The Universe says simply, but with every possible complication, ”Existence” and it neither pressures us nor draws us out, except as we allow. It all boils down to nothing, and where we have the means and will to fix our reference within that flux, then there we are. Let me be part of that outrageous chaos… and I am.

Iain [M] Banks


Christmas 2006: I decide that my life needs some more Soviet Union in it. What do I decide to build? A Nixie Clock!

Many thanks to Laurence Wilkins, from whom I sourced the kit – he can often be found on eBay under username laurencewilkins. He’s a top man.

Click pics for hires.

Nixie tubes on Wikipedia

The kit arrives!Nixie 1

That’s a Nixie. Looks kinda like a squid, and is a pain to wire.Nixie 2

Complete with datasheet in Cyrillic!Nixie datasheet

The board with some resistors fitted. All the resistors were fitted in the same direction for neatness (all those Gold bands line up 😀 yes, I’m a dork)Nixie with some resistors

All the resistors soldered in now. This part is all pretty straightforward.Resistors

Now the capictors, IC mounts, and a few other bits and pieces. All that remain are the transistors and a couple other minor components, plus the neons and Nixies themselves.Populated

Putting in the Nixie tubes was the most fiddly part of the entire project, as they came with ridiculously long tails. It felt kinda sacriligeous cutting those tails off; those Nixies have been preserved more or less untouched since the Cold War. Still, no point their existing if they’re not being used, right?Aligning Nixie 1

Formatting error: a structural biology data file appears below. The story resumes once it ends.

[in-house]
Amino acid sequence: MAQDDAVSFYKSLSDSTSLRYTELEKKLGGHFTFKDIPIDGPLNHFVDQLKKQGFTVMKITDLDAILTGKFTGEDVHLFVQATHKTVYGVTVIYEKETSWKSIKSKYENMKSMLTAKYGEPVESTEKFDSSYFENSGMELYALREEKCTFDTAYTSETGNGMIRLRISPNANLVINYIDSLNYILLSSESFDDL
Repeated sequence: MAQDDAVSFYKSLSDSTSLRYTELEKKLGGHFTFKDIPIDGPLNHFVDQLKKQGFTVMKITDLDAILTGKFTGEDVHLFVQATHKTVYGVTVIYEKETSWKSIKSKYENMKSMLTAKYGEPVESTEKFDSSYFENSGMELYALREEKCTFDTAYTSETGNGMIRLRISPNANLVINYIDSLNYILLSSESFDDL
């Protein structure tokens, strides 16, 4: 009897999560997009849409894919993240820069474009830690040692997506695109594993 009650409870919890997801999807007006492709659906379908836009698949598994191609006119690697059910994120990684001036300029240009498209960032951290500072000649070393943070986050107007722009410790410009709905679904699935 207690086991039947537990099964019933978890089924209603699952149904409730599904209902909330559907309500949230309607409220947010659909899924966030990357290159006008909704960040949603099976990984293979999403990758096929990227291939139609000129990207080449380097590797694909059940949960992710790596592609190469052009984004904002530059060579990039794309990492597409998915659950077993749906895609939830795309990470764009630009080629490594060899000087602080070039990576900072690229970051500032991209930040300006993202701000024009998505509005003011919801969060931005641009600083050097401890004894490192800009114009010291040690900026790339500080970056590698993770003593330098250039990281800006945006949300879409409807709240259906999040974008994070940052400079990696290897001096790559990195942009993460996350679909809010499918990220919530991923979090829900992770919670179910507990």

Threading the Nixies through did require a lot of patience. This was the slowest part of assembly. Each tail had to be threaded through to the correct joint, otherwise the Nixies would not light up correctly (or at all!)Threading 2

Soldering the Nixies was also quite fiddly, despite the now cut-off tails.Upside down

Clock is more or less finished now. Just needed to perform some tests and sequentially install the ICs.Nixies Done

Back of the clock, so you can see all the circuitry. Note the lack of ICs in the holders. There”s two neat Soviet ICs driving the tubes themselves, I”ll get pics of them up at a later date.Nixies back

Then there was a period of going through some testing with my trusty multimeter, and then slowly firing everything up. Audio checked out okay, and then the High-Voltage circuitry (170V) came next… and nothing happened. The neon indicator bulb failed to light. A brief panic, followed by a quick check of everything with the multimeter (hmn… 18V is not 170V), and a touch of the soldering iron to the regulator, IC, and smoothing capacitor seemed to resolve the issue. Must’ve been a dry joint. The result? A nice crisp 172V DC and the first of our indicator neons lit up:Neons on

Then the two old Soviet drivers were inserted, and the full clock powered on for the first time… these Nixies are recieving power now for the first time in just about 20 years (most manufactured 02/1987, the fifth one from the left was manufactured 04/1989).Power on!

I was pleased when those digits flickered on, after a multidecade rest. The clock looks lovely, with that soft orange glow. Set the time, and it’s done, bar a few parameter changes.Nixie Clock

At this point, I powered down the clock, and soldered in the battery that’ll allow it to run for four days off-power. Power up again, and set the date (Christmas 2006!)DateAnd that’s it.

Looks pretty awesome in the dark as well, with a lovely soft glow. It really is a beautiful piece of work, and the Nixies are much nicer than a VFD or LED could possibly be.DarknessA great little project requiring only a few hours of work. Thanks to Laurence Wilkins again for supplying the kit. I”ll take a short vid of the clock in operation soon and upload that onto this page as well.

And Keeks!